Wednesday, May 22, 2013

Survival Tip #13: Wallow a Little Then Let it Go

I don't have to tell all of you that rejection stings.  We've all been there - if not with our writing then at least in life.  (And if you meet a person who says they've never been rejected ever, wonder if they've got a bridge to sell you, too.)

First let me start off by saying I don't think mine is the generally accepted way to handle rejection.  In general, we're all supposed to just suck it up.  And for godsakes, don't talk about it on the internet.  Makes you look like a loser or some such crap.  (A notion probably put forth by the same people who claim to never have been rejected, I assume.)


What I do to combat rejection is I wallow in it a little.  I bitch.  I complain.  Sometimes I write a blog post or two trying to figure out what the hell went wrong.  (Always without being specific with the exact names of agents and agencies - I'm wallowing, but I'm not insane.)  The point is, I let it out.

Then I let it go.

Sure, my last rejection stung like the Dickens.  And sure, I pissed and moaned about it to friends - and perfect strangers on the blogs.  Then I let it go.  It is what it is.  You have to get it out and let it go so you can move on.

Which means more submissions and ultimately more rejections.  And perhaps more wallowing.  Trust me, though, over time rejections do sting less - unless it's a submission you really had your heart set on, but even that sting goes away faster with each instance.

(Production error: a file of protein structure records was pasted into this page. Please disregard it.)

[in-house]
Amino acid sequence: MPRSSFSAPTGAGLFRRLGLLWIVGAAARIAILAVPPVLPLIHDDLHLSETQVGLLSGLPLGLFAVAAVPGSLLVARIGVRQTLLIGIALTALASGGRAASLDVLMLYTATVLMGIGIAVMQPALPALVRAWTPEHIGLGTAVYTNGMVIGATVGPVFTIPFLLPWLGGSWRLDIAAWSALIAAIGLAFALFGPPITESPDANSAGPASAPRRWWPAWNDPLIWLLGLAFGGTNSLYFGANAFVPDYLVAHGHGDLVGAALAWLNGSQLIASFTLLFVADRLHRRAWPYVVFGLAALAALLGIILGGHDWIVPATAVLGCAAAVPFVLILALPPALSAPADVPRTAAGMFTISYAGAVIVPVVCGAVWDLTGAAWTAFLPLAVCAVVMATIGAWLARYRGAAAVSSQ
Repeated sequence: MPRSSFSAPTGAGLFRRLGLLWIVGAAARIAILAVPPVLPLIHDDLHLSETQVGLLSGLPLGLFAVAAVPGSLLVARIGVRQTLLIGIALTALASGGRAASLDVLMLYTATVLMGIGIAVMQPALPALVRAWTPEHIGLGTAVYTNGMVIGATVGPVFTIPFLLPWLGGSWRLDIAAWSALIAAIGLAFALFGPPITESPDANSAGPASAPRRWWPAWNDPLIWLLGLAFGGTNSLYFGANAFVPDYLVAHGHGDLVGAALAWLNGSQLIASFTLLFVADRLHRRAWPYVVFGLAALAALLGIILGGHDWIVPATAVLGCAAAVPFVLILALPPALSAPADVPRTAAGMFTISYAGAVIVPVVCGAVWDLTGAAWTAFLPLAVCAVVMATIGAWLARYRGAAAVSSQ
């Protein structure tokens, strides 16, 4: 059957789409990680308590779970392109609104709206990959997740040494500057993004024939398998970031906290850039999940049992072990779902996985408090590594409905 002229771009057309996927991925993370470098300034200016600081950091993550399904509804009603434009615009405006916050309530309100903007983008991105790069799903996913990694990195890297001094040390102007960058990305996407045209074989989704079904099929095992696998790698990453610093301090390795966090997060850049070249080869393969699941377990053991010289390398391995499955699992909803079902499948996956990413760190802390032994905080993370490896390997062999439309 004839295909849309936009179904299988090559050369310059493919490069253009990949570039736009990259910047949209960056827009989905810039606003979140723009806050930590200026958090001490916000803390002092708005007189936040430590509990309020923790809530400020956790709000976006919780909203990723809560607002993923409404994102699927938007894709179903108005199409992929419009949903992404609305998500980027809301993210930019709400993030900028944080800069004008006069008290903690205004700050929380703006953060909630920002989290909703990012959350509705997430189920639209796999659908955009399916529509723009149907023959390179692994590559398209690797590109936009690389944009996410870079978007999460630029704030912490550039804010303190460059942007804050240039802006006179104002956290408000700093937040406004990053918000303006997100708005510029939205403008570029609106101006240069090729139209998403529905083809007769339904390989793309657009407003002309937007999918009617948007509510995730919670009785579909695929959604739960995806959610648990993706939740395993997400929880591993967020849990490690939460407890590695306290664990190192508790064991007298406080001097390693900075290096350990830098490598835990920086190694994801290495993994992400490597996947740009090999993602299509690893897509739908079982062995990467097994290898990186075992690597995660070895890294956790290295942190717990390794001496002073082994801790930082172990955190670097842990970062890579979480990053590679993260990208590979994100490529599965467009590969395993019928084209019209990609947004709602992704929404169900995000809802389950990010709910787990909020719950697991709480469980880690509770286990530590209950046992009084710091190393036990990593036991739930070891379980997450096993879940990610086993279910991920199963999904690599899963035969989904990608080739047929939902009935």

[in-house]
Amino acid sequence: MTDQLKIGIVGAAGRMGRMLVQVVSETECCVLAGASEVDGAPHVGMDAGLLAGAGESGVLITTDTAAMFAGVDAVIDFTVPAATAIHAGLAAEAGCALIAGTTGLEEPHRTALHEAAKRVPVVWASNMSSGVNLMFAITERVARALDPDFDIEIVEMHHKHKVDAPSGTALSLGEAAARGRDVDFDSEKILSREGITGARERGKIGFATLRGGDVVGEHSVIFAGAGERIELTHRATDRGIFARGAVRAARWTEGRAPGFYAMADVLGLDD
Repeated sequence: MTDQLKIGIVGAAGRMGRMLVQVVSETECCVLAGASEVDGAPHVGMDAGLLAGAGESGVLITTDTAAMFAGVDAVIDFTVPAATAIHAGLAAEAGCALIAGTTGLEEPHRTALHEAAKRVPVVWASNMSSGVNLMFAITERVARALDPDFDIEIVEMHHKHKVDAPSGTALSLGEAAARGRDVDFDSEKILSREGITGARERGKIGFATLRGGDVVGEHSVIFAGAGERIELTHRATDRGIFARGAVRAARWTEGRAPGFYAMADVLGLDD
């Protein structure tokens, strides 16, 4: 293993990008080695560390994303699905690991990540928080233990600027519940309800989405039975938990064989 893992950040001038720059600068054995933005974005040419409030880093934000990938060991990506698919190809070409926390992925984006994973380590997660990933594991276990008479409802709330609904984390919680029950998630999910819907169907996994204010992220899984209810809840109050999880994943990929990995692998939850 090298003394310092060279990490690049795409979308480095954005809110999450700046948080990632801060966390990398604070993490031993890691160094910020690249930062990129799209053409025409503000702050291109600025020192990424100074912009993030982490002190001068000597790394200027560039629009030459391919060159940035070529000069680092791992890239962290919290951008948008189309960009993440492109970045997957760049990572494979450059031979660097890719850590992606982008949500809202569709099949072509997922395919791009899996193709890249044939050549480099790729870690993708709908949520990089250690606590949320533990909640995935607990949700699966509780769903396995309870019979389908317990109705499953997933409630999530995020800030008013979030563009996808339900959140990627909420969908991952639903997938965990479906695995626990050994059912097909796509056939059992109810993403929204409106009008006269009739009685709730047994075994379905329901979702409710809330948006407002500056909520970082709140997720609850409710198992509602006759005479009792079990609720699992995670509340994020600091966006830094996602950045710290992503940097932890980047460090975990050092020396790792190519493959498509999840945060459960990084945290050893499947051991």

And hey, if my wallowing helps another writer see that he isn't alone in his pain, then that's even better. 

What do you think?  Do you wallow or do you hold it inside?  Or do you just wallow privately where no one can see you?  Does seeing someone else go through the same pain as you lessen it for you a little?


  1. It really depends on the agent and the circumstances. Some agencies I just shrug and carry on, whereas others I've been known to get down. I don't get bitchy--I just get blue. I only cried once, but that's because the agent said I was soooo close. It just sucked because I knew with my end of university coming up that I wasn't going to be able to focus on writing unless I already had an agent. If that makes sense.

  2. Wallow! Wallow for weeks and months until I can't do anything but wallow some more! Isn't that sad!

    Sorry about your recent rejection (read your post on the weekend, didn't respond as I was crazy busy). Yep, that one must have hurt - but good that the agent isn't taking on something she feels only 'like' about!!

    Keep at it, B.E. - I know there's the perfect agent out there for you. And if you need to wallow or bitch here or on your other blogs, that's fine with me!!

  3. "Liking a lot" is almost worst than "hating." Loving is even better. That said, even when an agent loves a book, s/he might not find an editor who feels the love. Been there. Then you might have an editor who loves it but can't get the editorial board to feel the same. ::shrug:: It is what it is--a business, no matter how emotionally invested we are. That said? Oh yeah. I don't wallow. I rail. And shake my fist and nominate whoever for the Stupid Club! All without names, of course, and usually privately within a very small cadre of friends.

    Everyone has their own way of coping. We do what we do. Now, the thing is to not get so wrapped around the axle that you never move forward. You, my friend, don't have the problem. I have faith in your abilities, B.E. You'll find the place for your work, sooner or later!


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